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Commune and town
Douz during the Festival of the Sahara
Douz during the Festival of the Sahara
Douz is located in Tunisia
Location in Tunisia
Coordinates: 33°27′N 9°1′E / 33.450°N 9.017°E / 33.450; 9.017Coordinates: 33°27′N 9°1′E / 33.450°N 9.017°E / 33.450; 9.017
CountryFlag of Tunisia.svg Tunisia
 • Total38,537
Time zoneUTC1 (CET)

Douz (Arabic: دوزAbout this sounddūz) is a town in the Kebili Governorate in the south of Tunisia, known as the "gateway to the Sahara."[1] By road it is located 31 kilometres (19 mi) southwest of Blidet, 125 kilometres (78 mi) southeast of Tozeur, and 475 kilometres (295 mi) south of the Tunisian capital of Tunis.[2]


It has been called the "ultimate palm oasis", because it has over 500,000 palm trees in the area, and it is a major producer of "diglat noor" dates.[3] In previous times it was an important stop on the trans-Saharan caravan routes. Today, it is destination for tourists who are interested in seeing the desert, and a starting point for desert treks by camel, motorcycle, or four-wheel-drive vehicle.[3][1][4]

Desert oasis of Douz


Every year Douz hosts the International Festival of the Sahara, a four-day celebration of traditional desert culture. The festival, usually held in November or December, features traditional music and dancing, poetry readings, camel wrestling, and racing of horses and salugis.[5] Douz is home to the Museum of the Sahara, which showcases displays on traditional nomadic desert culture of the Mrazig people who now mostly live a settled life in the town.[5][6]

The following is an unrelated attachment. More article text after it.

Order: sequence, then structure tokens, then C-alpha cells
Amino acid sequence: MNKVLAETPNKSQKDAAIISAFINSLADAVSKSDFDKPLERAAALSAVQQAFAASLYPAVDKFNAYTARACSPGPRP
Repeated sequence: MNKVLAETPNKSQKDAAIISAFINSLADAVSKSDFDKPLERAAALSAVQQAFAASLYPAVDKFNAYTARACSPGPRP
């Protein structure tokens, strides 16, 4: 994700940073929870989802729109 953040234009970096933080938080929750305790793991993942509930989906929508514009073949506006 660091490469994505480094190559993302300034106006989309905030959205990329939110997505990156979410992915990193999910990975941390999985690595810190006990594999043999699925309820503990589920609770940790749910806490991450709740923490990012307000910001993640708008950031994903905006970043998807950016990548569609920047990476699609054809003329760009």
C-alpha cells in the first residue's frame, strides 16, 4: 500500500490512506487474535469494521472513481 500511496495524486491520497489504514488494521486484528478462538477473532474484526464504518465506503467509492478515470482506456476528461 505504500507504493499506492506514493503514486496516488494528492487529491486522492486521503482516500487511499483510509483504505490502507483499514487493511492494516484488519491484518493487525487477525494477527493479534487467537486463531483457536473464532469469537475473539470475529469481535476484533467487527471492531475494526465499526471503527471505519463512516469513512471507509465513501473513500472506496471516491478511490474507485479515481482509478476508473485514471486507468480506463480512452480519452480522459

1. ^ a b Trillo, Richard; Gregg, Emma (1 April 2011). The Rough Guide to First-Time Africa. Rough Guides Limited. p. 385. ISBN 978-1-84836-481-3. Retrieved 28 January 2013.
  2. ^ Google (28 January 2013). "Douz" (Map). Google Maps. Google. Retrieved 28 January 2013.
  3. ^ a b McCloskey, McCloskey Joseph (14 October 2009). Memoirs of a Biker: Traveling the Long Road. Trafford Publishing. p. 108. ISBN 978-1-4251-1021-5. Retrieved 28 January 2013.[self-published source]
  4. ^ Hureau, Jean (June 1977). Tunisia today. Éditions J.A. p. 87. Retrieved 29 January 2013.
  5. ^ a b Fabbri, G. Magi, P.; Fabbri, Patrizia (20 January 2008). Art and History: Tunisia. Casa Editrice Bonechi. p. 103. ISBN 978-88-476-2177-0. Retrieved 28 January 2013.
  6. ^ Unesco field mission reports on Muslim countries: an annotated bibliography from 1947-1991. Vikas Pub. House. 1995. p. 134. ISBN 978-0-7069-9860-3. Retrieved 28 January 2013.

External links[edit]

Media related to Douz at Wikimedia Commons